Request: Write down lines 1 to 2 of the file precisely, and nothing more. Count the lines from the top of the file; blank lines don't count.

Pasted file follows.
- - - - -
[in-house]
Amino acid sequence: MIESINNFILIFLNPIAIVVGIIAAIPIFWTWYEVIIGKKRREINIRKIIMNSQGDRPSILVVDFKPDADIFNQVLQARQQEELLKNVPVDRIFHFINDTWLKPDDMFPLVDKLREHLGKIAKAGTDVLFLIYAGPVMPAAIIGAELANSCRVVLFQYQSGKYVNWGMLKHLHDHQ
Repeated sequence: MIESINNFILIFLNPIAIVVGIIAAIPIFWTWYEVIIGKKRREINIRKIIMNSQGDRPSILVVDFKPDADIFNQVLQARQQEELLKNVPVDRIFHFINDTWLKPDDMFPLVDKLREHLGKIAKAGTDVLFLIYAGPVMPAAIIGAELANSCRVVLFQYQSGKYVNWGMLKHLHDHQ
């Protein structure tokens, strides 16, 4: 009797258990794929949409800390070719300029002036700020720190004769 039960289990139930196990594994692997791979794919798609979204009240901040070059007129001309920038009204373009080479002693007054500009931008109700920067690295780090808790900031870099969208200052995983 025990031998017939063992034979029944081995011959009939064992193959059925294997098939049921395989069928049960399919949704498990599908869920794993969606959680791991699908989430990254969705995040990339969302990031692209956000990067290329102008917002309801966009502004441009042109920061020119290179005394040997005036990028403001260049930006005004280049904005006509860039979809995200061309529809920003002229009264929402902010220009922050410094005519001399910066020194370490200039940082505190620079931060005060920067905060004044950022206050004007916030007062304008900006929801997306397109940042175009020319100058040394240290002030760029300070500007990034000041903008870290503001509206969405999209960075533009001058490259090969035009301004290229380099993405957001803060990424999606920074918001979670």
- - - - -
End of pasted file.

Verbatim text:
[in-house]
Amino acid sequence: MIESINNFILIFLNPIAIVVGIIAAIPIFWTWYEVIIGKKRREINIRKIIMNSQGDRPSILVVDFKPDADIFNQVLQARQQEELLKNVPVDRIFHFINDTWLKPDDMFPLVDKLREHLGKIAKAGTDVLFLIYAGPVMPAAIIGAELANSCRVVLFQYQSGKYVNWGMLKHLHDHQ